Requiring all Researchers to Consider Quantitative Information



Over the last years I have begun to really encourage the integration of quantitative information into the research paper.  I believe that, by considering the numeric side of a topic, it really rounds out the information that is provided to the reader.

First, we teach students how and where to locate statistics.  During this process, we have begun to ask most classes to create an  Infographic that aligns with their research. (here is the InfographicsRubric)  We decided to do this after being inspired by Allison Burley

Second, we teach the students formally how to write with statistics.  My writing rules are basically to turn a graph/chart into text which, in a formula, would consist of three sentences (and synthesize naturally and properly into the flow and transition of the information provided in the body of the text):

Sentence 1:  Write a sentence which makes the reader care about the statistic (develop the human aspect/story of the number which you will present)

2.  Provide the number in a digestible format to allow for seamless reading/comprehension (ideally two ways: example 8.3 million, or 76% of the population)

3.  Offer your reader context to compare the number to either another number (statistic from previous year) or to something that they are familiar with (the country is the size of Texas OR the death toll was similar to the death toll during 9/11)

By asking students to intentionally locate quantitative information which supports their thesis statement, students who are researching will begin to lay the groundwork in preparation for college –level writing.  It also helps broaden the research process making them more intentional than haphazard.

Here is the page for statistics on our Google Site

Image citation:

Geralt. “Statistics Chart Graphic Bar Symbol Arrow.” Pixabay. N.p., 29 Jan. 2013. Web. 7 Apr. 2014. <

Questions for Students Learning about the American Dream (plus a tiny Of Mice and Men tie-in)

Here are the questions from our Twitter Chat on the “American Dream” and Of Mice and Men (which was given the hashtag #OMMAD)  Many of these questions were prepared prior to the chat or emerged during the chat.  The discussion centered around the “American Dream” (sometimes abbreviated as TAD) with a minor focus on John Steinbeck’s Of Mice and Men in relation to the “American Dream.”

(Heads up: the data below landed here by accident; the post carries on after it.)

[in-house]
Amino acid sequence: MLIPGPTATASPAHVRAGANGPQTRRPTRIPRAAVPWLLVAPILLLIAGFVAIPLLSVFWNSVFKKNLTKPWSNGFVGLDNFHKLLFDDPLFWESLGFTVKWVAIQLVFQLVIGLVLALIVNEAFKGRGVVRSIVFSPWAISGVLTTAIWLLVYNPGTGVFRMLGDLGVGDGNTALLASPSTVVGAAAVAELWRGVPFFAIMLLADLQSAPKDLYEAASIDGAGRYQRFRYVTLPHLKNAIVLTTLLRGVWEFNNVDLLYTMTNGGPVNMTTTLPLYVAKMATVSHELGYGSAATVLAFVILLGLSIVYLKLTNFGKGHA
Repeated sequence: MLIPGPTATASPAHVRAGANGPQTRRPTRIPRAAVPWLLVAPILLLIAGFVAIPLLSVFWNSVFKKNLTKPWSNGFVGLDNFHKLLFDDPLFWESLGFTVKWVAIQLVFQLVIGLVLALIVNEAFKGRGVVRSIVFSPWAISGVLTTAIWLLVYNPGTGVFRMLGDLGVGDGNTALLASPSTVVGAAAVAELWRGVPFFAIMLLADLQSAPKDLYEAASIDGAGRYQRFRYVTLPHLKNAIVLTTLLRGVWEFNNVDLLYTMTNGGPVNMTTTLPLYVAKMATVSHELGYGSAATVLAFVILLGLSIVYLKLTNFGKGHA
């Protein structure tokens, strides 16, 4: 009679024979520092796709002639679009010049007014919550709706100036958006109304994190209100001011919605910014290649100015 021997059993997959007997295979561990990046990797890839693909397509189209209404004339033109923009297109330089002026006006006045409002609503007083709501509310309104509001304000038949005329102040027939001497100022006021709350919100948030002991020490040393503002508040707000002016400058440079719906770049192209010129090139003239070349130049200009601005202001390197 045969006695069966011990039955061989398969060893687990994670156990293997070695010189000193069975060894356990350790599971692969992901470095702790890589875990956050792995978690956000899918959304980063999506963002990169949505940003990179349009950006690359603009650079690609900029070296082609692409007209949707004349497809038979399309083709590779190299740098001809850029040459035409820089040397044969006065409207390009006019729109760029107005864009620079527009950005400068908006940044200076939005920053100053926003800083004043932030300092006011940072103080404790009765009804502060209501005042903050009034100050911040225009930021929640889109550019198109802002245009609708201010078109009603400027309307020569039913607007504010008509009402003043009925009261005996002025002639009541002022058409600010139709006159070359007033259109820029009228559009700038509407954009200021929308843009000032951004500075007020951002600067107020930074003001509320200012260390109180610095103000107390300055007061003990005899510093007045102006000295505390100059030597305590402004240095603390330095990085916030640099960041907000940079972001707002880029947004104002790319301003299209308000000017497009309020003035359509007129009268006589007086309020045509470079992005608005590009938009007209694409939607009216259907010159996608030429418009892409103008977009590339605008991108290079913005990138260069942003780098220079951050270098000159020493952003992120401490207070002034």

The American Dream questions:

  • What is your American Dream?

  • Are your dreams different from your friends’ dreams?

  • What in popular culture exemplifies the American Dream?

  • Is the American Dream altered by celebrity statuses in life? Is that what our society’s goal is as of now?

  • Are big houses and money goals to value?

  • How do we create equal access to the American Dream?

  • Respond to the statement from the picture: I did nothing today and still got paid.

  • Do you think the American Dream can be achieved without hard work or do you need to be 100% on top of the progress of your dream?

  • Do you feel many of us in America spend on what we want versus need? How might we combat that behavior and addiction?

  • Sometimes the priorities of my American Dream become skewed when I try to “keep up with the Joneses” I, then, feel bad about myself.  Do you think that my bad feeling caused by keeping up with the Joneses is dangerous to me, my family, my society?

  • What does “cost” mean? Is it more than a financial cost?

  • Can the dream be based upon character and behavior? Do we lose these while trying to climb the ladder?

  • Can we successfully create a personal American Dream based upon character and behavior?

  • Must we keep changing our American Dream as we grow?

  • Do you have to “keep check” on our dream to live a satisfied life?

  • Is there really an American Dream, though? Because if you’re living the dream it’s not really a dream anymore..

  • It is getting progressively harder to fulfill the dreams most Americans have? Will we always get our dreams?

  • Analyze this quote: “America is a tune, it must be sung together”

  • How many people today can say they are actually living TAD?

  • What defines happiness?

  • TAD is real b/c anyone can dream.  But is TAD a tangible achievement?

  • Do we really ever achieve our American Dream?


Of Mice and Men specific questions:

  • How might one character’s American Dream in Of Mice and Men differ from your own and why?

  • How does the farm serve as a metaphor in the novel Of Mice and Men?

  • How much do you think the American Dream would cost in the 1930’s? What does “cost” mean? Is it more than a financial cost?

  • How hard do you think people had to work for the American Dream in the 1930’s versus now?

  • Why did George “have to” kill Lennie? Was it a fair decision to end his life?

  • Since Lennie’s dream was different from George’s, considering the simplicity, does the American dream depend on who you are?

  • Lennie was content with rabbits but George wanted to live comfortably. Are your dreams different from your friends’ dreams?

  • Because this time period (Great Depression) is a prevalent idea for many novels, how is Steinbeck’s portrayal so significant?